Araza. Rambutan. Lonsoon. Exotic tropical islands? No, they’re exotic tropical fruits.
Dwight Carter, born and raised in Minnesota, has turned 10 hectares of Guatemalan farmland into an arboretum with hundreds of fruit trees. He’s growing sustainable crops to help local Guatemalans raise their own trees. They can use them to produce fruit for their own families to eat—introducing a healthier alternative to their traditional beans-and-rice fare—or sell the fruit in local markets to create income.
Dwight’s passion for fruit trees came about when he visited a botanical garden in Honduras. Shortly afterward, he set about buying his current property and converting pastureland into orchards. He started out on a part-time basis in 1987 and became a full-time agronomist about 12 years ago.
One of Dwight’s early plant trials was with the rambutan, a red fruit covered with mean-looking spines. They’re harmless. The outer skin is peeled to reveal a translucent white fruit with the texture of a grape. It kind of tastes like one, too.
Dwight’s success led him to establish a rambutan association for marketing the fruit and sharing ideas on growth and production. He’s become an expert on rambutans, and his advice is sought by neighboring countries, such as Belize, that are eager to develop sustainable crops for their citizens.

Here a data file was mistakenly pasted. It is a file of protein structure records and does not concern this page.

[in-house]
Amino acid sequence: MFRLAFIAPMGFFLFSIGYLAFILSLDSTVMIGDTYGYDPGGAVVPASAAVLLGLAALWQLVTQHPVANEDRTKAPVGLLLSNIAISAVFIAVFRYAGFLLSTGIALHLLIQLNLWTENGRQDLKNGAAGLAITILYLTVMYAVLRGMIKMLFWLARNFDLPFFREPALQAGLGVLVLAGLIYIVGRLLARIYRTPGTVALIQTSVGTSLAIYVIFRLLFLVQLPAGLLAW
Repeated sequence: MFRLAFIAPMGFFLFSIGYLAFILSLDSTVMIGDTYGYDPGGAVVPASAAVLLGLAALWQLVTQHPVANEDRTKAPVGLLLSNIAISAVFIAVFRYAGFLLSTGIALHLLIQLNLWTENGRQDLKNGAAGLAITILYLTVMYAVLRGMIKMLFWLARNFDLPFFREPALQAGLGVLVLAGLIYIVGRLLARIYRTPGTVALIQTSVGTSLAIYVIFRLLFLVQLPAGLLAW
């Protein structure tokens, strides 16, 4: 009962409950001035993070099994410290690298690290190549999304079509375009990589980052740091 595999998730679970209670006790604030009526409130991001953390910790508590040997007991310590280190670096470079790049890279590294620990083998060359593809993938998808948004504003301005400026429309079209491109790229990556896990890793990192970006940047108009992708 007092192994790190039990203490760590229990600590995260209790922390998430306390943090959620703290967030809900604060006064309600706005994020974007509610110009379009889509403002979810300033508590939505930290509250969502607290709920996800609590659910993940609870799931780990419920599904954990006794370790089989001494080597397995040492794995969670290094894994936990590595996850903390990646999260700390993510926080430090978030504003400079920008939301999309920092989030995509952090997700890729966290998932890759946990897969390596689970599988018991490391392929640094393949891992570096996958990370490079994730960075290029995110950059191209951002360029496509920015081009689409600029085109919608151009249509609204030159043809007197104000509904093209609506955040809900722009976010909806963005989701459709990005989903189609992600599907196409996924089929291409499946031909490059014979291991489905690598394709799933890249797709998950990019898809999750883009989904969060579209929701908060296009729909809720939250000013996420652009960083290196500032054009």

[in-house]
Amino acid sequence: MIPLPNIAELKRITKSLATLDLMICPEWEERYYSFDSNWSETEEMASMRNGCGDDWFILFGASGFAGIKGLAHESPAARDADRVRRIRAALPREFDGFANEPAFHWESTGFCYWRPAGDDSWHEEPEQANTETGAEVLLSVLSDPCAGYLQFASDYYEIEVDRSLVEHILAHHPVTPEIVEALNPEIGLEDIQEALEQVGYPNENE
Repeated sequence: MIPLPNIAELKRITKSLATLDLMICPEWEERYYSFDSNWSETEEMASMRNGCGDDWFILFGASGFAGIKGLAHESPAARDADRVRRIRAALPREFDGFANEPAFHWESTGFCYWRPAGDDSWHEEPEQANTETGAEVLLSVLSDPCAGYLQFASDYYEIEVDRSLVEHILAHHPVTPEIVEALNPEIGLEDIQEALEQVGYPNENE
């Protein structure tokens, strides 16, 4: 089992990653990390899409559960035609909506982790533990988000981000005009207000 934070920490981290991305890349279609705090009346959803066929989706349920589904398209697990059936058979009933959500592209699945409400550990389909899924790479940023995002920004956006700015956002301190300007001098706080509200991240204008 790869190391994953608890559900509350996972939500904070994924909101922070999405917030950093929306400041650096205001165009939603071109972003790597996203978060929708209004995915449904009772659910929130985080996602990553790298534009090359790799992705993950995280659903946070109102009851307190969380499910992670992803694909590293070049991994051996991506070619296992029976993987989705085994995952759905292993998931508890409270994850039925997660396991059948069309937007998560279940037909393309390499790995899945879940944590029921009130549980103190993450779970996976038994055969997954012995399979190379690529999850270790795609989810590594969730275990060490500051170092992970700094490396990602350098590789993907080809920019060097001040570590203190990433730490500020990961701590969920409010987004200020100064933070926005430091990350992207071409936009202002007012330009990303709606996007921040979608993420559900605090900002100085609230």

The durian is Dwight’s personal favorite. The hard, spiny-covered specimen is what he calls the king of fruits despite its foul-scented skin.
Another favorite is the miracle fruit. The small, red berries have a sturdy skin. When it’s removed, there’s a sweet meat inside enclosing another seed. It’s called miracle fruit, because its sweetness overpowers anything sour that follows it. It contains a molecule that activates the sweet receptors of the taste buds. A sampling of miracle fruit followed by a healthy bite of a Persian lime made the lime taste as sweet as honey.
Dwight is absorbed completely by his work. It was up to his friend Kevin Lock, a U.S. expat of 15 years, to create a tour of the farm, Frutas del Mundo, to educate others about exotic fruits and how they could change the face of Guatemalan farming. For about $22 each, a group of cruisers enjoyed a half-day tour that included a lunch of tilapia from Dwight’s own pond and all the fruit we could eat.